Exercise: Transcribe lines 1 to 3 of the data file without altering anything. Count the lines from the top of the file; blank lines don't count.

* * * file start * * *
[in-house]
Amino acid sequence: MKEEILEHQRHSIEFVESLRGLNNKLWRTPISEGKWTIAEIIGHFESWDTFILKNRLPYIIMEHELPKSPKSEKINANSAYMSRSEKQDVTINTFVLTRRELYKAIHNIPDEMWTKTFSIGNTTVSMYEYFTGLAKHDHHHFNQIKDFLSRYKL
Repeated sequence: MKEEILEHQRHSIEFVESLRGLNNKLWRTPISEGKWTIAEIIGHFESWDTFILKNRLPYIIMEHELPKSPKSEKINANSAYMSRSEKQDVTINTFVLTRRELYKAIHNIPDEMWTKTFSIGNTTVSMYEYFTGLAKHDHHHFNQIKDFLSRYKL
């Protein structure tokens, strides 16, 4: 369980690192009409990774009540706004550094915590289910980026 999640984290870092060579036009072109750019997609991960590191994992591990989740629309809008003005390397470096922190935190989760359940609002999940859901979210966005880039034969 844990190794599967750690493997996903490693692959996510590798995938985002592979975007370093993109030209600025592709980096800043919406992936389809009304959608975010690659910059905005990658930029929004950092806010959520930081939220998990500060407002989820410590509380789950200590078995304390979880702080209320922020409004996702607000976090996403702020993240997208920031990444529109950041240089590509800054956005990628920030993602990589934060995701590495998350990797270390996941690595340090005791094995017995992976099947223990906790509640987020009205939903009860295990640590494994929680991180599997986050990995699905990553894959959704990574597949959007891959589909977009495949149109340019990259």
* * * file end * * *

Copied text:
[in-house]
Amino acid sequence: MKEEILEHQRHSIEFVESLRGLNNKLWRTPISEGKWTIAEIIGHFESWDTFILKNRLPYIIMEHELPKSPKSEKINANSAYMSRSEKQDVTINTFVLTRRELYKAIHNIPDEMWTKTFSIGNTTVSMYEYFTGLAKHDHHHFNQIKDFLSRYKL
Repeated sequence: MKEEILEHQRHSIEFVESLRGLNNKLWRTPISEGKWTIAEIIGHFESWDTFILKNRLPYIIMEHELPKSPKSEKINANSAYMSRSEKQDVTINTFVLTRRELYKAIHNIPDEMWTKTFSIGNTTVSMYEYFTGLAKHDHHHFNQIKDFLSRYKL